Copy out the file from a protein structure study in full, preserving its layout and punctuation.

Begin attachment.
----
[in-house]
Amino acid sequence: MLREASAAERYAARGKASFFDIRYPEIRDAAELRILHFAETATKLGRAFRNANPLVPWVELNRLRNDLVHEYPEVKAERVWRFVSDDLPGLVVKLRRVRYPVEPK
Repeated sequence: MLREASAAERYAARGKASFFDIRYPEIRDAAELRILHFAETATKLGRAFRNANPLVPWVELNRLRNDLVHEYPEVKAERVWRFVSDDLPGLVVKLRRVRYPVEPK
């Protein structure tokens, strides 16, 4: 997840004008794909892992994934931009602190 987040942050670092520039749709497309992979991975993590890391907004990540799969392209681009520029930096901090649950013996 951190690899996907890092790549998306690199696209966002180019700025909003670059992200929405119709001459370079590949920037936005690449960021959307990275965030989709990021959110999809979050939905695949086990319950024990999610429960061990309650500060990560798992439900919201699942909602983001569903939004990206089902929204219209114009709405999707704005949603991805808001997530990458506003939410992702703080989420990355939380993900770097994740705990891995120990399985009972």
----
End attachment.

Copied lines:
[in-house]
Amino acid sequence: MLREASAAERYAARGKASFFDIRYPEIRDAAELRILHFAETATKLGRAFRNANPLVPWVELNRLRNDLVHEYPEVKAERVWRFVSDDLPGLVVKLRRVRYPVEPK
Repeated sequence: MLREASAAERYAARGKASFFDIRYPEIRDAAELRILHFAETATKLGRAFRNANPLVPWVELNRLRNDLVHEYPEVKAERVWRFVSDDLPGLVVKLRRVRYPVEPK
């Protein structure tokens, strides 16, 4: 997840004008794909892992994934931009602190 987040942050670092520039749709497309992979991975993590890391907004990540799969392209681009520029930096901090649950013996 951190690899996907890092790549998306690199696209966002180019700025909003670059992200929405119709001459370079590949920037936005690449960021959307990275965030989709990021959110999809979050939905695949086990319950024990999610429960061990309650500060990560798992439900919201699942909602983001569903939004990206089902929204219209114009709405999707704005949603991805808001997530990458506003939410992702703080989420990355939380993900770097994740705990891995120990399985009972």